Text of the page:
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Queuing up to question mass testing


Queuing up to question mass testing

Hong Kong, 9 September 2020: As we enter the second and final week of Hong Kong’s voluntary mass testing programme for Covid-19, there is lively debate about its effectiveness. Our government insists the scheme is helping track down invisible coronavirus carriers and should not be judged on how many people have been tested, the number of positive results, or the financial cost. Critics argue it lacks reach and efficacy and that a one-off test for random individuals is meaningless.

As of 8:00pm yesterday, the eighth day of the programme, about 1,240,000 people – just over 16% of the population – had made appointments to take part. Some 113,000 people went to community testing centres across the city yesterday, bringing the total number of tests carried out to around 1,310,000. Clearly, a significant number of people are taking the test two or more times. So far, the scheme has identified 18 new infections.

While there is general agreement among the medical profession that more testing is good, the debate is whether targeted testing of high-risk groups would be better. For example, Hong Kong recorded its 99th coronavirus-related fatality yesterday, a 90-year-old care home resident. Care homes have proven particularly susceptible to the virus, so regular testing of residents and staff would appear to be logical and sensible.

Throughout this pandemic, I have consistently urged readers to listen to the science rather than any rhetoric. Once again, I’m grateful to Dr David Owens and his colleagues for allowing me to share their latest Covid-19 update, which brings clarity to the question of population testing and the need for information and education.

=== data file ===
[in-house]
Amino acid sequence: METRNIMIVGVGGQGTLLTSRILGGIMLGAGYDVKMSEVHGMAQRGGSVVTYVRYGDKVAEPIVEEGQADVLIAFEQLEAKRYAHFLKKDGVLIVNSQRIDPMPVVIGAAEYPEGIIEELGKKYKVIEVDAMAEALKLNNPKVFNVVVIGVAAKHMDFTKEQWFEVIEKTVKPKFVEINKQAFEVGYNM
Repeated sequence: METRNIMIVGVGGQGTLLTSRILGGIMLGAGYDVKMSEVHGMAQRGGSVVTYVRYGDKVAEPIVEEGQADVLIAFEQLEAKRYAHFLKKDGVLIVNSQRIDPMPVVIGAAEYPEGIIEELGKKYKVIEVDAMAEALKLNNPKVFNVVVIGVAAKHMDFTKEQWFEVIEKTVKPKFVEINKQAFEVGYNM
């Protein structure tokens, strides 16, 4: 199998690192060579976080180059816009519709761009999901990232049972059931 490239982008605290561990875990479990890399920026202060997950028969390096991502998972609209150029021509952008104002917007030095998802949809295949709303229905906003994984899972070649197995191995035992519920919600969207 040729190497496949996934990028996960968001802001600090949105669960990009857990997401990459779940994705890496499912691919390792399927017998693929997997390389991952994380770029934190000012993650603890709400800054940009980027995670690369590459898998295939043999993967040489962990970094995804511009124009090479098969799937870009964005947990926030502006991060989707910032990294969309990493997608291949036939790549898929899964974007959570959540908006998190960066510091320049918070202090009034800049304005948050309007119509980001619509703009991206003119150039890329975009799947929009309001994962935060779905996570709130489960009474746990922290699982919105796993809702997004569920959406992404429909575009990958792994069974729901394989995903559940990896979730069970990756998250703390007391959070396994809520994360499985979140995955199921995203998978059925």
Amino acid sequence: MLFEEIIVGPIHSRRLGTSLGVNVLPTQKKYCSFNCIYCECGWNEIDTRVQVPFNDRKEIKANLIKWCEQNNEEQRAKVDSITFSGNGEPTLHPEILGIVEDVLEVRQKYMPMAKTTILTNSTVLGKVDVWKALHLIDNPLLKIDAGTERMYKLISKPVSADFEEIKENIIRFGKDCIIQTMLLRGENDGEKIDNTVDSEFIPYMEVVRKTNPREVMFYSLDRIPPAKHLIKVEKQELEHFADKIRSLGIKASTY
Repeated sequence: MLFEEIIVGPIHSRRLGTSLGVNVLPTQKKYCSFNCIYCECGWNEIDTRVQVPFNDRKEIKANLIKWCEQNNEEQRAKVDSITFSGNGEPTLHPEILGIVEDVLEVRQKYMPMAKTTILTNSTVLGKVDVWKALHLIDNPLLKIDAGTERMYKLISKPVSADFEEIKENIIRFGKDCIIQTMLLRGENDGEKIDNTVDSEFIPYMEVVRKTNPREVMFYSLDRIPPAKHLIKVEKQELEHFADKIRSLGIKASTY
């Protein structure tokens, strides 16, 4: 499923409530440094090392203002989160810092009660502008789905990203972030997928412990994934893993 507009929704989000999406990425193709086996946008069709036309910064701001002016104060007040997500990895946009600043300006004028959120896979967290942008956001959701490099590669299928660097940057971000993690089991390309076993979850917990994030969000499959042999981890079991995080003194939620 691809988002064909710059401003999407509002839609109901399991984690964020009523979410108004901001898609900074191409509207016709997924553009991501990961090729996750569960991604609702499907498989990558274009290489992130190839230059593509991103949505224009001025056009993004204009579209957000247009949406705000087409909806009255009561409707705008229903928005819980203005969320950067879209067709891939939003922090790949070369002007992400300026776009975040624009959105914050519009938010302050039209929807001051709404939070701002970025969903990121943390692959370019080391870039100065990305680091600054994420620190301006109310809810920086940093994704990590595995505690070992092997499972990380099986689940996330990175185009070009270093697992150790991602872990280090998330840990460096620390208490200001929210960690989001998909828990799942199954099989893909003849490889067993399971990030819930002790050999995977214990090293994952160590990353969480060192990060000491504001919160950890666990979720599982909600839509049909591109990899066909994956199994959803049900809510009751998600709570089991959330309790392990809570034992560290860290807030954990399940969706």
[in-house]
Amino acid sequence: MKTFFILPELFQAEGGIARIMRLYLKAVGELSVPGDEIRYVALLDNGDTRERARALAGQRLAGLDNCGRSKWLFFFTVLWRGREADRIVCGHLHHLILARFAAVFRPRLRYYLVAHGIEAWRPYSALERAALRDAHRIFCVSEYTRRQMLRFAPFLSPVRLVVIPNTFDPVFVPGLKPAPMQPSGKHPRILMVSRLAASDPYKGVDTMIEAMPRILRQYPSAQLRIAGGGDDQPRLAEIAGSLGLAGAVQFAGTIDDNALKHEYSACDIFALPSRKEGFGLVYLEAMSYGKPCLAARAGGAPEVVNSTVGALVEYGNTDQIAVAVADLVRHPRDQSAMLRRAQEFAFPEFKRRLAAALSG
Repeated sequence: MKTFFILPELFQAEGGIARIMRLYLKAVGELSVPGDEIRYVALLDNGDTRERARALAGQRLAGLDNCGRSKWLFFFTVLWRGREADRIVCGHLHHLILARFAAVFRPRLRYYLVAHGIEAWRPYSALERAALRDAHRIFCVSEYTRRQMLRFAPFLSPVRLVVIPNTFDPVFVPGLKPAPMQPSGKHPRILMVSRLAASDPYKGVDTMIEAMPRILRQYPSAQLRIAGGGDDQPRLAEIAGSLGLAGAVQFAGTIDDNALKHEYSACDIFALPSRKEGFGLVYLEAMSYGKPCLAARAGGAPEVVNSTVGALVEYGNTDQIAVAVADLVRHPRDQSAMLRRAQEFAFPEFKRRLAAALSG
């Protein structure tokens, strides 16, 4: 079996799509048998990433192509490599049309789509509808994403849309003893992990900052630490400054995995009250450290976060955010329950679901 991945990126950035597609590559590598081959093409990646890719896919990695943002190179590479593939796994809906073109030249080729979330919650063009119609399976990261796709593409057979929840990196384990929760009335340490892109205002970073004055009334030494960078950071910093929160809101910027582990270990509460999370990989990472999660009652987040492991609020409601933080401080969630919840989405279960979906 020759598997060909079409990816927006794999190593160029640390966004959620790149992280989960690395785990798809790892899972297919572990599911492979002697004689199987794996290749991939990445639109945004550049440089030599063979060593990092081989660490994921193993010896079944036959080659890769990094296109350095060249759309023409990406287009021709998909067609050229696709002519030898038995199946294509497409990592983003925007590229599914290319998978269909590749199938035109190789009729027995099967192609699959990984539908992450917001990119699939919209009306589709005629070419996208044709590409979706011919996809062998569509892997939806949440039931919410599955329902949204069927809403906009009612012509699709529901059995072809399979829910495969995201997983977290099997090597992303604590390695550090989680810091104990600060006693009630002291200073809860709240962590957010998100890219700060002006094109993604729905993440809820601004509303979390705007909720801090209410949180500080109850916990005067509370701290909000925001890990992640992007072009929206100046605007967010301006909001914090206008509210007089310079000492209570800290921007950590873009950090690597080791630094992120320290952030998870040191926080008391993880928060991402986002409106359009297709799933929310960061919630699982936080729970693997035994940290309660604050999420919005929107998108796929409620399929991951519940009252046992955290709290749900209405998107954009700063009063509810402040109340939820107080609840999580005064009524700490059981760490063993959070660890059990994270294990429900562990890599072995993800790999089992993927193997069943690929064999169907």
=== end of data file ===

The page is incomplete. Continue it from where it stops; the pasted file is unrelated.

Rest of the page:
Our so-called third wave of coronavirus continues to dwindle, with six cases confirmed yesterday – the lowest daily figure since five were reported on 3 July – taking the overall total to 4,895. Of these six, three were locally transmitted including two detected by the mass testing programme. We are told to expect another six new cases today.

This downward trend has led to the government announcing a further easing of social distancing restrictions from this Friday. The limit on the number of people per table in restaurants will increase from two to four, although dine-in services will still stop at 10:00pm; similarly, the limit on public gatherings will be relaxed from two to four people; and more premises will be allowed to reopen, including most indoor and outdoor sports facilities. Football pitches and basketball courts remain closed, however, as do swimming pools and beaches.

Frustration over these restrictions should be tempered, I believe, with awareness of what is happening overseas where certain cities, having reopened with some haste, are back in lockdown. It is worth remembering that only six weeks ago we had a daily high of 130 new cases. Our city has done remarkably well to reduce new infections so quickly and effectively.

Away from Covid-19, there has been a mini-epidemic of people talking about “separation of powers” after the phrase was removed from Liberal Studies textbooks by the Education Bureau, prompting accusations of political censorship. The term refers to the executive, legislative and judicial branches of government. Certain parties, notably the Hong Kong Bar Association, argue that independent operation of these branches creates a system of checks and balances to guard against abuses. Secretary for Justice Teresa Cheng has today waded into the debate, stating separation of powers “has no place” in Hong Kong. This follows Chief Executive Carrie Lam’s assertion that critics are using the topic to “maliciously stir social conflict”.

The fact is, judges are appointed by the Chief Executive on the recommendation of the Judicial Officers Recommendation Commission, an independent statutory body. Similar systems are commonplace in other jurisdictions. Rather than unhelpful slogans such as separation of powers, I would rather focus on unwarranted attacks on the independence of our Judiciary, in which judgments are unfairly criticised by people from across the political spectrum. These have to stop. Rule of law and judicial independence are fundamental to Hong Kong. The good news is, from Friday you can debate this topic with three dining companions, not just one.

Stay safe and well, everybody!

Colin Cohen
Senior Partner
Boase Cohen & Collins

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